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  • Writer's pictureAngie

Corporate Wellness Case Study: John Sales Director



I have been working with John for only two sessions. The first session was more about a crisis involving fears of COVID and being in public. He seemed apprehensive about therapy initially but willing to let go of his suddenly developed fears and phobias. At the conclusion of the first session things were pretty much squared away with that; learning to thought stop, learning how to challenge his fear based thoughts with reality and expectations, and lastly gaining confidence in his ability to manage and function on his own.


The second session is where the power really unfolded. John is a sales director, correction, the top sales director in the industry. He has a team of 48 people in his downline and manages them, now thanks to the first session, with a personal touch helping to ground them all in their priorities in life; wellness, family, and productivity. I asked John what was next for him in his career and what were his dreams, his answer was shocking because of being honest and upfront. He said "I'm board. I've mastered this position and I don't see the reward in the next level".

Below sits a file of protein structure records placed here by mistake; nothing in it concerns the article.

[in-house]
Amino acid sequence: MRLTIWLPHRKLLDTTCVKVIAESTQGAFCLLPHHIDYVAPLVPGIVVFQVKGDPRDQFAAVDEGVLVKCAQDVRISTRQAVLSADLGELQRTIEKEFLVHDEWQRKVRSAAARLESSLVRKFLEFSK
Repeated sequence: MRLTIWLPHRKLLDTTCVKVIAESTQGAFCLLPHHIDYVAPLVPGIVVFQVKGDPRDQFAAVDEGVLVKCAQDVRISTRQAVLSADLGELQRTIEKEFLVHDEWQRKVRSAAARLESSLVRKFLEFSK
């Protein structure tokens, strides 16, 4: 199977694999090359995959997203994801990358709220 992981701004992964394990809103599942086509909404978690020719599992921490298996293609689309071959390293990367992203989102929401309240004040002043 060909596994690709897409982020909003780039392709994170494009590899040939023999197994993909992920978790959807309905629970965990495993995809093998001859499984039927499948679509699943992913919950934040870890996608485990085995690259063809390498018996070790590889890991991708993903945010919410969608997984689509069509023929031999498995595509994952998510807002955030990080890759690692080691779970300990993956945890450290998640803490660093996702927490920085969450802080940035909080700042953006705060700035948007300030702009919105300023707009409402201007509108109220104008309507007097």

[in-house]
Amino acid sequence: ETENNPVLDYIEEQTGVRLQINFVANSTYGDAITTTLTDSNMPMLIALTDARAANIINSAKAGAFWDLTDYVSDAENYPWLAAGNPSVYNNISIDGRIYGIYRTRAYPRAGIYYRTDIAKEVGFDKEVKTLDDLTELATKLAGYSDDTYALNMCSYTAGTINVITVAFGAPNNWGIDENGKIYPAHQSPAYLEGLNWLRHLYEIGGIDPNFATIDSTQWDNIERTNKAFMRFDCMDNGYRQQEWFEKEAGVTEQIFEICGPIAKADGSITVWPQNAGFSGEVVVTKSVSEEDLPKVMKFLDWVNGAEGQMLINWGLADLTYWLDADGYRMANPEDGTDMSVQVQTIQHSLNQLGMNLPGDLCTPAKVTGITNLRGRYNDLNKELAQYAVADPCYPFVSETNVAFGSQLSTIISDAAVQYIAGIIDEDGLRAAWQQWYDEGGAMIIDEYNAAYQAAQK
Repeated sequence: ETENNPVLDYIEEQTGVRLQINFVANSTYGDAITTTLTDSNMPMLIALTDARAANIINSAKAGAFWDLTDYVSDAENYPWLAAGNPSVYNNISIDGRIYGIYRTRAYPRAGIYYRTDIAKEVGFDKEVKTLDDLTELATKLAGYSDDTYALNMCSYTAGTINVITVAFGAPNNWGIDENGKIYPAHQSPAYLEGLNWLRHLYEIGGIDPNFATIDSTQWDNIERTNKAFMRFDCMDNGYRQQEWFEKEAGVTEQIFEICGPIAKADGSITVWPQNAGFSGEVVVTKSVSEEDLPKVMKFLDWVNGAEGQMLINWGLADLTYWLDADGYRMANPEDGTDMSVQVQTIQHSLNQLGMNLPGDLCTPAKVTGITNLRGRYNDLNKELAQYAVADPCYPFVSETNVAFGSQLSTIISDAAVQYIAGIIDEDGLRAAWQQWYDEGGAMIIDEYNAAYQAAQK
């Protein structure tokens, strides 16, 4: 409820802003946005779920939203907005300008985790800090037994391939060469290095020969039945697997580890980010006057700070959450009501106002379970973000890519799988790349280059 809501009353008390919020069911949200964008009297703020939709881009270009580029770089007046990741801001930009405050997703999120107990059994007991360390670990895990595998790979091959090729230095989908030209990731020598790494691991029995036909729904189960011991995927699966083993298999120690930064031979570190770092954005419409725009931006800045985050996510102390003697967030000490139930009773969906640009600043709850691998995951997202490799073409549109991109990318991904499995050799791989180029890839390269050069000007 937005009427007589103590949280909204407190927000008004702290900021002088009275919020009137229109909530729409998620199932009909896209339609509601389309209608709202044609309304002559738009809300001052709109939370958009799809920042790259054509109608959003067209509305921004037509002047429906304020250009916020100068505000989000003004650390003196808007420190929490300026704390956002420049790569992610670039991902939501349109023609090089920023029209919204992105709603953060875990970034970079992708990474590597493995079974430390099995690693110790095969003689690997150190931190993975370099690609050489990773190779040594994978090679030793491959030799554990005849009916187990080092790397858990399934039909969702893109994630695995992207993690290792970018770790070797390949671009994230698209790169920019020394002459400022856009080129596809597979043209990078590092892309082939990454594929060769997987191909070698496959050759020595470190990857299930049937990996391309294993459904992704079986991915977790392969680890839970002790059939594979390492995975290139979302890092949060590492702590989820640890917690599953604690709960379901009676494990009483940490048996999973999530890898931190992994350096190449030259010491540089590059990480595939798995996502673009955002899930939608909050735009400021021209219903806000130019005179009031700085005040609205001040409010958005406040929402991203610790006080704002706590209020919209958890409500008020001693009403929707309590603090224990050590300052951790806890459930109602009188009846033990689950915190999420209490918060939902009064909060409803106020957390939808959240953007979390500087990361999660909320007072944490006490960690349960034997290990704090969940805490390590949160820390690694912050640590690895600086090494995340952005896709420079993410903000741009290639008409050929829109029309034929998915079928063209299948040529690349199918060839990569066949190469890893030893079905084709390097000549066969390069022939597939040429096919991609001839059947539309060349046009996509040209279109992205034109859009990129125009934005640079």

I'm bored. I've mastered this position and I don't see the reward in the next level

I confronted him and said that he's scared and it seems like he's afraid of failing because he lives life taking minimum risks to ensure limited embarrassment and shame. I wish I could say that he was angry with me, but I think that his level of shock and awe overrode any ego or pride that could have been there. He seemed more appreciative that someone was able to "see him" instead of seeing his facade. We talked a little bit about where those fears come from and discovered that I was in fact correct in my assessment and that he needed a new challenge but to feel confident in the new venture. What he told me next changed my perception of Corporate Wellness and Leadership Development.